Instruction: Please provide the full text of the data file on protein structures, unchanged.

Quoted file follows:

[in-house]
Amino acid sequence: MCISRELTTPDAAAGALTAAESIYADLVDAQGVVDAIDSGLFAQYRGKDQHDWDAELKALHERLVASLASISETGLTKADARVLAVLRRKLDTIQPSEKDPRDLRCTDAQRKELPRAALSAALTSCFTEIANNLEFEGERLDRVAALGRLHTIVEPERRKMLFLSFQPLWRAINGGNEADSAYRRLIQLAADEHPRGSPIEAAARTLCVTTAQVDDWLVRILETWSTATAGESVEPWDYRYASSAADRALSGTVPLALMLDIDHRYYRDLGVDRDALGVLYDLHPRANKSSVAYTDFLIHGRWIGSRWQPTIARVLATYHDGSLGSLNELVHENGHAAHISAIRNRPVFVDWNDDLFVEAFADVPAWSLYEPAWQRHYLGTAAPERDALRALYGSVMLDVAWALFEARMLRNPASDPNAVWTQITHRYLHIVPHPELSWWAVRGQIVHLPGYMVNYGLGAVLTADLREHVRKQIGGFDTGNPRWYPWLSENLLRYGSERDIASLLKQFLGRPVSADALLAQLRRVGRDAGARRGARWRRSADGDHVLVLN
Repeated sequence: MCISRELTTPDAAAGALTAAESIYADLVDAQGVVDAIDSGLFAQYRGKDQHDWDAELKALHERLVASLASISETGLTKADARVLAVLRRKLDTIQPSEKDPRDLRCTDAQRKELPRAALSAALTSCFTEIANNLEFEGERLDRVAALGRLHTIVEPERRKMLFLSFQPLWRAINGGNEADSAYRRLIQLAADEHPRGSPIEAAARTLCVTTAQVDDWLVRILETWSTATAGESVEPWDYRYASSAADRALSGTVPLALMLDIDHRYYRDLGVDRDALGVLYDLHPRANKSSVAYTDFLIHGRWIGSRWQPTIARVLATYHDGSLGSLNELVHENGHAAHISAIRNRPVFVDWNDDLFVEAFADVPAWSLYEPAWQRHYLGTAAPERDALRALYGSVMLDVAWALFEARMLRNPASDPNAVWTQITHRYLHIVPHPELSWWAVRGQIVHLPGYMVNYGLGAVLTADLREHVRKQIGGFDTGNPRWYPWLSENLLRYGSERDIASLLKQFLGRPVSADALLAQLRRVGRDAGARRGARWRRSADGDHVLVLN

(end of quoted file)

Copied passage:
[in-house]
Amino acid sequence: MCISRELTTPDAAAGALTAAESIYADLVDAQGVVDAIDSGLFAQYRGKDQHDWDAELKALHERLVASLASISETGLTKADARVLAVLRRKLDTIQPSEKDPRDLRCTDAQRKELPRAALSAALTSCFTEIANNLEFEGERLDRVAALGRLHTIVEPERRKMLFLSFQPLWRAINGGNEADSAYRRLIQLAADEHPRGSPIEAAARTLCVTTAQVDDWLVRILETWSTATAGESVEPWDYRYASSAADRALSGTVPLALMLDIDHRYYRDLGVDRDALGVLYDLHPRANKSSVAYTDFLIHGRWIGSRWQPTIARVLATYHDGSLGSLNELVHENGHAAHISAIRNRPVFVDWNDDLFVEAFADVPAWSLYEPAWQRHYLGTAAPERDALRALYGSVMLDVAWALFEARMLRNPASDPNAVWTQITHRYLHIVPHPELSWWAVRGQIVHLPGYMVNYGLGAVLTADLREHVRKQIGGFDTGNPRWYPWLSENLLRYGSERDIASLLKQFLGRPVSADALLAQLRRVGRDAGARRGARWRRSADGDHVLVLN
Repeated sequence: MCISRELTTPDAAAGALTAAESIYADLVDAQGVVDAIDSGLFAQYRGKDQHDWDAELKALHERLVASLASISETGLTKADARVLAVLRRKLDTIQPSEKDPRDLRCTDAQRKELPRAALSAALTSCFTEIANNLEFEGERLDRVAALGRLHTIVEPERRKMLFLSFQPLWRAINGGNEADSAYRRLIQLAADEHPRGSPIEAAARTLCVTTAQVDDWLVRILETWSTATAGESVEPWDYRYASSAADRALSGTVPLALMLDIDHRYYRDLGVDRDALGVLYDLHPRANKSSVAYTDFLIHGRWIGSRWQPTIARVLATYHDGSLGSLNELVHENGHAAHISAIRNRPVFVDWNDDLFVEAFADVPAWSLYEPAWQRHYLGTAAPERDALRALYGSVMLDVAWALFEARMLRNPASDPNAVWTQITHRYLHIVPHPELSWWAVRGQIVHLPGYMVNYGLGAVLTADLREHVRKQIGGFDTGNPRWYPWLSENLLRYGSERDIASLLKQFLGRPVSADALLAQLRRVGRDAGARRGARWRRSADGDHVLVLN